Thursday evening, Geoffrey Landis gave a presentation on “Spaceflight and Science Fiction.” Landis is a full-time scientist with the Jet Propulsion Laboratory as well as a noted hard science fiction writer, so he was the best possible person to speak on this topic. Landis noted that Poe (who was everywhere, it seemed, but perhaps I only noticed this because my paper was on Poe), before he invented science fiction and the mystery, wrote “The Unparalleled Adventures of One Hans Pfaall” (1835), in which a man flies a balloon to the moon. Poe used a lot of what Landis called “bafflegab” — faux technical language — to justify the ability to fly a balloon to the moon, positing that there was no end to the atmosphere. Jules Verne followed with his novel, From the Earth to the Moon, getting his heroes to the moon by shooting them out of a cannon — which mechanism turned out to be quite similar to that of the Saturn V rocket. Verne was the first to understand that the effort to get to the moon would require a huge team of tens of thousands working toward that goal.
Landis next turned to the movies, discussing Frau im Monde, The Woman in the Moon, by Fritz Lang, one of the first SF movies. Lang hired an actual rocket scientist to help him write the movie as a publicity stunt, and wound up with something fairly realistic: a three-stage rocket that dropped its fuel containers as it attained escape velocity. The rocket was rolled out of an assembly building very similar to the Vehicle Assembly Building at Kennedy Space Center. Lang was also the first to use a countdown to a space launch. Lang wasn’t 100% prophetic, however — he came upon a theory that the far side of the moon had an atmosphere, so let his astronauts wander around the lunar surface without spacesuits; but he was surprisingly prescient in other details.
The V2 rocket was the prototype used in numerous movies and on the covers of dozens, even hundreds, of science fiction magazines and novels from that time forward. But other technologies were also posited by others with big imaginations. George Lucas used ion engines in his Star Wars films, if inaccurately — these engines operate on small amounts of fuel, but have low thrust, making them unlikely for the sorts of dog fights seen at the end of Episode 4. Stanley Kubrick used EVA pods in 2001: A Space Odyssey that are very similar to the EVA packs used by astronauts today. And “Wall-E” is not far removed from the Opportunity lander that transmits news from Mars to this day.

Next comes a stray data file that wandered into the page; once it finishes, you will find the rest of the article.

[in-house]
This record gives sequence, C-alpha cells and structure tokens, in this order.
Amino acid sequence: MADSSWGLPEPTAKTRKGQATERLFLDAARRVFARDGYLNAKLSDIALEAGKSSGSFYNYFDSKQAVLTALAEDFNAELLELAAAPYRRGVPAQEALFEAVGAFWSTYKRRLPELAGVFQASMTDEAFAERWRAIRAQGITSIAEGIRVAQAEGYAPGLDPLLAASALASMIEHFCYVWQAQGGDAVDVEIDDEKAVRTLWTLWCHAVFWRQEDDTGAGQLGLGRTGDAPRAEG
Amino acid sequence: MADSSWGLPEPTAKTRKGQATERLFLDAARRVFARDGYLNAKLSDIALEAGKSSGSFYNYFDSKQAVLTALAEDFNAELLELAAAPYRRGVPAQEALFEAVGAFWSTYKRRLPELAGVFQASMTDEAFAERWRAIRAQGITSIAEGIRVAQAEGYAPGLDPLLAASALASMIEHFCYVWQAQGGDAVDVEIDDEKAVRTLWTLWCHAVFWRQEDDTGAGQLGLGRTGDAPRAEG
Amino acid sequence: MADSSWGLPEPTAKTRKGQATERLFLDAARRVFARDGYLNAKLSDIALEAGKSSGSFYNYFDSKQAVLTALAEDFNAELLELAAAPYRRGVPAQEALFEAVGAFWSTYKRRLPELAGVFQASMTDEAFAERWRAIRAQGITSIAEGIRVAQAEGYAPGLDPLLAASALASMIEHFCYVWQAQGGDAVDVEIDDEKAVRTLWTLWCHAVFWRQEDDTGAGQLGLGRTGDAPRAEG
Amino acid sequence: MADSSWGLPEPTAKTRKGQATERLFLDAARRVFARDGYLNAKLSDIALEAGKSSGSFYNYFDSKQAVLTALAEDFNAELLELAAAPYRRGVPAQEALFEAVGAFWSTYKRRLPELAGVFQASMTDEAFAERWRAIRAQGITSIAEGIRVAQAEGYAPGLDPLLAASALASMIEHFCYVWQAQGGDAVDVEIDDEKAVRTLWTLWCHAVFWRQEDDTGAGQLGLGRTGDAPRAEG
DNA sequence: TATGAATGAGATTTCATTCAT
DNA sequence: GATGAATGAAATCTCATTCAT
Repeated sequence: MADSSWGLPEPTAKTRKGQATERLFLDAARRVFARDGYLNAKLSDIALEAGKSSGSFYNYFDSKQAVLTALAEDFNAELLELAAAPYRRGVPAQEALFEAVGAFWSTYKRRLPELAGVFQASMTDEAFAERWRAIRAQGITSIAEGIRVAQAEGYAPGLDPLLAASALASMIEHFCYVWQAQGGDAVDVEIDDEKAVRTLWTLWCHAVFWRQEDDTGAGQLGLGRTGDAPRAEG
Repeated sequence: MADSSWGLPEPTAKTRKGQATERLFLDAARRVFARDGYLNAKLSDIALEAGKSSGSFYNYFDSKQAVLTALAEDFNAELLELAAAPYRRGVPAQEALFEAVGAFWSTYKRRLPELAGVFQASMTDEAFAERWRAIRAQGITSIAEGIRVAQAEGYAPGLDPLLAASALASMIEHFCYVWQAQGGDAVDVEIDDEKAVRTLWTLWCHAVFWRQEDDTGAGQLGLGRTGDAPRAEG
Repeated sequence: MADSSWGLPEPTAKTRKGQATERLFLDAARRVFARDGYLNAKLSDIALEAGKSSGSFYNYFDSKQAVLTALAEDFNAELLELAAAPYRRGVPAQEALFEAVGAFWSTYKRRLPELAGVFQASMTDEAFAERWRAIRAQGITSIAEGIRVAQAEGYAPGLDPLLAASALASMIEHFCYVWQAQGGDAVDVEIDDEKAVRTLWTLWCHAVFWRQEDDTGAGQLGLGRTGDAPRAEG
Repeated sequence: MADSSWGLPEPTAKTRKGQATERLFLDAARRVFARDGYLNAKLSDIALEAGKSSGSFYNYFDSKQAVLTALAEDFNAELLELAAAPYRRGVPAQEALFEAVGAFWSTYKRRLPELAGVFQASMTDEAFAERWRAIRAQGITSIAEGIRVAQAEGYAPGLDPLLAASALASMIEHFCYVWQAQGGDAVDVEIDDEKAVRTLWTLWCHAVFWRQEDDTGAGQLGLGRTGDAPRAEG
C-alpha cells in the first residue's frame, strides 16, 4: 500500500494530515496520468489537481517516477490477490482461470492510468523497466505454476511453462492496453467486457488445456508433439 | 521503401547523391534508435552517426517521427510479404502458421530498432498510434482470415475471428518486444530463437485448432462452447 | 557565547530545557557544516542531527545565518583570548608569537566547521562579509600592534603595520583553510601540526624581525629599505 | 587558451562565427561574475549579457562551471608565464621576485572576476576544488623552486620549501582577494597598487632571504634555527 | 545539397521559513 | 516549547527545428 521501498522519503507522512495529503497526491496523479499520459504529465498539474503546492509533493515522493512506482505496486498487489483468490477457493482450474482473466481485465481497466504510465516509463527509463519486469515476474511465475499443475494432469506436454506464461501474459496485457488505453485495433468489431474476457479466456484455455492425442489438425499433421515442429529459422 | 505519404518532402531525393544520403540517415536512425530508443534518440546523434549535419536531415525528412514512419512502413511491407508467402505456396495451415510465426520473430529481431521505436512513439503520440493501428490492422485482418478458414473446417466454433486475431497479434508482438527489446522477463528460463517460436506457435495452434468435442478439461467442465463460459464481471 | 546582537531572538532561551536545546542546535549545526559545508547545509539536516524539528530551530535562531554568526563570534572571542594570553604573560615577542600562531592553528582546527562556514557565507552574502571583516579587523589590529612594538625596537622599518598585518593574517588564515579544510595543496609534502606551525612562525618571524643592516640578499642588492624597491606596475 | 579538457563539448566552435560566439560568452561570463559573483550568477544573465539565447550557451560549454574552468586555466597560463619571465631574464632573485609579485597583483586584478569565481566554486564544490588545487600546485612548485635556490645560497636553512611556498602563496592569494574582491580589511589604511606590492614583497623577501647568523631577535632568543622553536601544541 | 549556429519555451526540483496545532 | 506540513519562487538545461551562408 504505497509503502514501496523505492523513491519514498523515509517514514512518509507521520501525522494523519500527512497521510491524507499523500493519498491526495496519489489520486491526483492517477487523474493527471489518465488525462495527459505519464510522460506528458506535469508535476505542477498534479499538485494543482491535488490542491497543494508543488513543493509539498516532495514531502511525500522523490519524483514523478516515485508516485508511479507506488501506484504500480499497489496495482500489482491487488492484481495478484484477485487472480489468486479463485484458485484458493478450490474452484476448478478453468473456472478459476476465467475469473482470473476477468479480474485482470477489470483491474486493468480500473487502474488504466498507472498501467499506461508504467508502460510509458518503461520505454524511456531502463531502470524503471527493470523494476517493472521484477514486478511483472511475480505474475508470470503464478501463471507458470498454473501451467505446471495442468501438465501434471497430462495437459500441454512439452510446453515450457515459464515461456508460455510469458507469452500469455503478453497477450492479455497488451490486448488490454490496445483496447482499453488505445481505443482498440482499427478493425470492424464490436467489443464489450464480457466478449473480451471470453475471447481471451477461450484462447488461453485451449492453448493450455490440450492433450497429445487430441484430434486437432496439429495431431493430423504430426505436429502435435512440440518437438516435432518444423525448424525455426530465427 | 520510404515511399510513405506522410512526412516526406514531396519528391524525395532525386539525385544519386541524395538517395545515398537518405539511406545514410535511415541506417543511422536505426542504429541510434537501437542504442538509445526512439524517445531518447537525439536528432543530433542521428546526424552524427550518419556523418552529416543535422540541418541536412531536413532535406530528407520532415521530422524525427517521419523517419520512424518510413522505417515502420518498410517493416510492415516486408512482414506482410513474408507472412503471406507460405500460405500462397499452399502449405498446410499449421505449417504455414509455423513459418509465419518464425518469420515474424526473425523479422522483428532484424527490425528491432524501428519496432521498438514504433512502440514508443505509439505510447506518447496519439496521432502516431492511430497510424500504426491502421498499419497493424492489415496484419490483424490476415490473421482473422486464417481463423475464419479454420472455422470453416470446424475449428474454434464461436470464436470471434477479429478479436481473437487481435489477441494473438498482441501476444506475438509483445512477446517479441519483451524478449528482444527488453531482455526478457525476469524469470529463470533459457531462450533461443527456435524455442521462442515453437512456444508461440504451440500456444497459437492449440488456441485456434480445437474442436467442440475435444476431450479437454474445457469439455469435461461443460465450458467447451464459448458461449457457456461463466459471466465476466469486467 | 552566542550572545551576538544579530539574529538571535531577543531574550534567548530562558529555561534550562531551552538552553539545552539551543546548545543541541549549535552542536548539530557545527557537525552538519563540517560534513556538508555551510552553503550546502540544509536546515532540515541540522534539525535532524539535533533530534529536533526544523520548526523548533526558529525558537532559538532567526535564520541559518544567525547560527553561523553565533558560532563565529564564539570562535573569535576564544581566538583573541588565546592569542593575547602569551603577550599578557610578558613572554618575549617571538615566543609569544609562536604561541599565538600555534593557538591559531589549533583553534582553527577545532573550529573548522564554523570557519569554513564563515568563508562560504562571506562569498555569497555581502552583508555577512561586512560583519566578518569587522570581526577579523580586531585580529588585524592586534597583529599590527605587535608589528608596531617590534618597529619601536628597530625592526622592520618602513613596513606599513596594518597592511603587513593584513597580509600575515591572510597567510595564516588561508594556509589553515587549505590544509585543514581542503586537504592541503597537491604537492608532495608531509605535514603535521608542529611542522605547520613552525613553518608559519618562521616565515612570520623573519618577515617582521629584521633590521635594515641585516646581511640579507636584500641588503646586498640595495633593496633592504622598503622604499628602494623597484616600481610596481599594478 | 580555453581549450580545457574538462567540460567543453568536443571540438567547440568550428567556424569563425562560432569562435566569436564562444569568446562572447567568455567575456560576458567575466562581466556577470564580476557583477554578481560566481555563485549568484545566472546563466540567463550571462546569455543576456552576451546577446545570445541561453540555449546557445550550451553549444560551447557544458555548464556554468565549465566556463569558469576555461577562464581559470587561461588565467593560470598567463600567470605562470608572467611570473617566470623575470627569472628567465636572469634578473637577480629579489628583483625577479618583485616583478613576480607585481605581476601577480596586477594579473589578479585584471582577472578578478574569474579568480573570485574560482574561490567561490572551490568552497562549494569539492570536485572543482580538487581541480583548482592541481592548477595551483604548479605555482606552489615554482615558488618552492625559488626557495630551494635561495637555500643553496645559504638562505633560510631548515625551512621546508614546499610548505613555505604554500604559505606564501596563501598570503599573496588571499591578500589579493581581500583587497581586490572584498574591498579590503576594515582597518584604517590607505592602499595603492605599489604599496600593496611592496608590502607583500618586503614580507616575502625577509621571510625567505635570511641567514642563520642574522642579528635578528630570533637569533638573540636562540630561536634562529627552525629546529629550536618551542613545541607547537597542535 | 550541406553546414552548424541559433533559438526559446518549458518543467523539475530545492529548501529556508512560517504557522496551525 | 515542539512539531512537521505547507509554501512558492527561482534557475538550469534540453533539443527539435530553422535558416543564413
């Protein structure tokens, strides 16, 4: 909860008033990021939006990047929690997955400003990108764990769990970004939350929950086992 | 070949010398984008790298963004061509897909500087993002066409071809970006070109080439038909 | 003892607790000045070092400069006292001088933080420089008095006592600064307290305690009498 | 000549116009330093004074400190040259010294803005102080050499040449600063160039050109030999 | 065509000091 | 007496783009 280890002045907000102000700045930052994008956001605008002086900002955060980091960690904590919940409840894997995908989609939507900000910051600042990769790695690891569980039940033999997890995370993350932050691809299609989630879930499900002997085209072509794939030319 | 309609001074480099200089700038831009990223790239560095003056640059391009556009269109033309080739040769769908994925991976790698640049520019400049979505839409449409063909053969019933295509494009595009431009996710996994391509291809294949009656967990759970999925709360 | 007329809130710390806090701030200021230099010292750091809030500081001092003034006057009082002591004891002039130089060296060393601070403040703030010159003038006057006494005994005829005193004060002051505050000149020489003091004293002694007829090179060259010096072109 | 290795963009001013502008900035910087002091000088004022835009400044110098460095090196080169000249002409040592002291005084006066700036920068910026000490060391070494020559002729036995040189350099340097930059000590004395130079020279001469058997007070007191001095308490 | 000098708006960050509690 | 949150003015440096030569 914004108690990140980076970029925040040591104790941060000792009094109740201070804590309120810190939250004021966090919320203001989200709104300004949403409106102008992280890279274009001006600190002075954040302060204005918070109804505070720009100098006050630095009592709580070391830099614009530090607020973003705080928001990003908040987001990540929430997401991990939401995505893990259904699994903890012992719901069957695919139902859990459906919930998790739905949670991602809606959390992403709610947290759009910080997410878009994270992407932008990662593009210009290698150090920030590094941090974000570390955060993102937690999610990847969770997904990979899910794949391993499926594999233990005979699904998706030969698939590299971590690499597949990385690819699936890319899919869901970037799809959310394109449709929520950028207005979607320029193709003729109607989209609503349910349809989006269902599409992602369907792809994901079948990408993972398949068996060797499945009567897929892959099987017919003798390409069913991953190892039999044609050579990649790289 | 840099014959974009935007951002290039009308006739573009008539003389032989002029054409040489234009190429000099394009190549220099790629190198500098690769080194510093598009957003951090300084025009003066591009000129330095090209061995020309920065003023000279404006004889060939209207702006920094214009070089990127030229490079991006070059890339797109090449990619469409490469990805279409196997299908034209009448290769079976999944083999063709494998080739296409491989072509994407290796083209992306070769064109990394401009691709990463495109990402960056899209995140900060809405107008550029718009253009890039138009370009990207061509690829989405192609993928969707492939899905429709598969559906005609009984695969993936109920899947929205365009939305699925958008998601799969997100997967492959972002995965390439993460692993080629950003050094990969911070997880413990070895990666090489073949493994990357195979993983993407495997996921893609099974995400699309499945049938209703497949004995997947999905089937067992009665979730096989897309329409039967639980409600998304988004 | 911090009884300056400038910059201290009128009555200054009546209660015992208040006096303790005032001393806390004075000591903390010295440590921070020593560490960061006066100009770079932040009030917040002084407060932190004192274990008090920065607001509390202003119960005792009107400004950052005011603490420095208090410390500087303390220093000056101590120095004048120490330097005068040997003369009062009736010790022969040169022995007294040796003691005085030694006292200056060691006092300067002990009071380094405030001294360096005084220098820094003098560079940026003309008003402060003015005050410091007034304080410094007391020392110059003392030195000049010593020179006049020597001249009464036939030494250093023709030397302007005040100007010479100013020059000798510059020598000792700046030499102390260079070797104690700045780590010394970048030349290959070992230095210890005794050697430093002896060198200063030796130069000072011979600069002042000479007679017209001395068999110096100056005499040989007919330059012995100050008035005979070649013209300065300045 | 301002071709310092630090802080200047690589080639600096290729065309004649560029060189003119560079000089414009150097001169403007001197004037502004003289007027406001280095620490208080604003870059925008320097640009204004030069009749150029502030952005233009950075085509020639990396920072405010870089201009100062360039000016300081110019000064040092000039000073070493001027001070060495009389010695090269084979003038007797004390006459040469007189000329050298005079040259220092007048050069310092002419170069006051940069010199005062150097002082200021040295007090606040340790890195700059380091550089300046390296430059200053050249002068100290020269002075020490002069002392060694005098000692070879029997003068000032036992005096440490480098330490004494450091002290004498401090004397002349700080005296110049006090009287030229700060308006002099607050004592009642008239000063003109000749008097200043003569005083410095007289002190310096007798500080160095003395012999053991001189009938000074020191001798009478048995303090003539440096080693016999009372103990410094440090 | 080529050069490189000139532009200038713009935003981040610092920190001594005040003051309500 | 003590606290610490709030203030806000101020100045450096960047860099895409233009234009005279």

Landis talked about all the tropes of science fiction that have yet to come true and may never do so: warp drive, antigravity, teleportation, wormholes (though theory allows for it, if you can find negative matter, which we haven’t come across yet), and time travel (which doesn’t seem to be forbidden by the laws of the universe, except that it would make the universe unstable). Some aspects of space medicine also seem to get in the way of our travel to other planets in our own solar system, but less to the stars. The most serious seems to be the loss of bone mass in microgravity, which we’ve found amounts to a 1% loss in bone mass per month, for a whopping 9% loss of bone mass for a trip to Mars. No one knows if Martian gravity is weak enough to make this a negligible problem for a permanent mission. Another problem is high energy cosmic rays, which astronauts see even with their eyes closed.
A wistfulness crept into Landis’s voice as he talked about a mission to Mars. Perhaps one day our national budgetary problems will have resolved sufficiently to allow us to talk about sending humans to the red planet.
I gave my paper on Friday morning. Its title had two colons, which proved I was a real scholar! “Fantastic Romantics: Romantics as Characters in Fantastic Fiction: Edgar Allan Poe” is the fourth paper I’ve given about Romantic poets and writers who seem to show up with considerable regularity as fictional characters. Think Keats in Dan Simmons’s HYPERION CANTOS, or Shelley and Byron in Tim Powers’s The Stress of Her Regard. Poe is the first American Romantic I’ve worked with, and I talked about Gregory Frost’s story, “In the Sunken Museum”; Jack Yeovil’s novel, Route 666; and Louis Bayard’s Novel, A Pale Blue Eye. There was a lively discussion at the end of the session, so I think it went rather well. There are a great many novels and stories using Poe as a character, so I have much more research to do before I write the Poe chapter in the book I hope to write some day, but I’ve made a start.
NEXT: Guest scholar Jeffrey Jerome Cohen talks about “The Undead.”
Sounds wonderful — both the space flight presentation and the Poe!
We’re so proud of you, Terry!